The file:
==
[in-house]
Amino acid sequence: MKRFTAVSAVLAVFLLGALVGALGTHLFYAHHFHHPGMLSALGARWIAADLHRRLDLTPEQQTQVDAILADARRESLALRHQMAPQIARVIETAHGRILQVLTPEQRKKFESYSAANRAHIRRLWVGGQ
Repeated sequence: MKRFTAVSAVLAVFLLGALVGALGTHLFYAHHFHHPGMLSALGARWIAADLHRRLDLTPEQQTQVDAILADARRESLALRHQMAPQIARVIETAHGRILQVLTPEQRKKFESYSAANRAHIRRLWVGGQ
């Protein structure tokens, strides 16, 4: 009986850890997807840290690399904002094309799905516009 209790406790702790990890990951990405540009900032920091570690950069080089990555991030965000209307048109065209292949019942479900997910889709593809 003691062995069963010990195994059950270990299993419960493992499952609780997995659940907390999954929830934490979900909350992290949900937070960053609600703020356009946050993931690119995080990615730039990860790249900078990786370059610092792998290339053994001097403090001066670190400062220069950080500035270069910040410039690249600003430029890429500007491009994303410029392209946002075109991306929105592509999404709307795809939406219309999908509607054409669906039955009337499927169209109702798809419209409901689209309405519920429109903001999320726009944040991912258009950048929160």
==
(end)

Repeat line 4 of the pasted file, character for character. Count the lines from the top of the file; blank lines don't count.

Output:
């Protein structure tokens, strides 16, 4: 009986850890997807840290690399904002094309799905516009 209790406790702790990890990951990405540009900032920091570690950069080089990555991030965000209307048109065209292949019942479900997910889709593809 003691062995069963010990195994059950270990299993419960493992499952609780997995659940907390999954929830934490979900909350992290949900937070960053609600703020356009946050993931690119995080990615730039990860790249900078990786370059610092792998290339053994001097403090001066670190400062220069950080500035270069910040410039690249600003430029890429500007491009994303410029392209946002075109991306929105592509999404709307795809939406219309999908509607054409669906039955009337499927169209109702798809419209409901689209309405519920429109903001999320726009944040991912258009950048929160």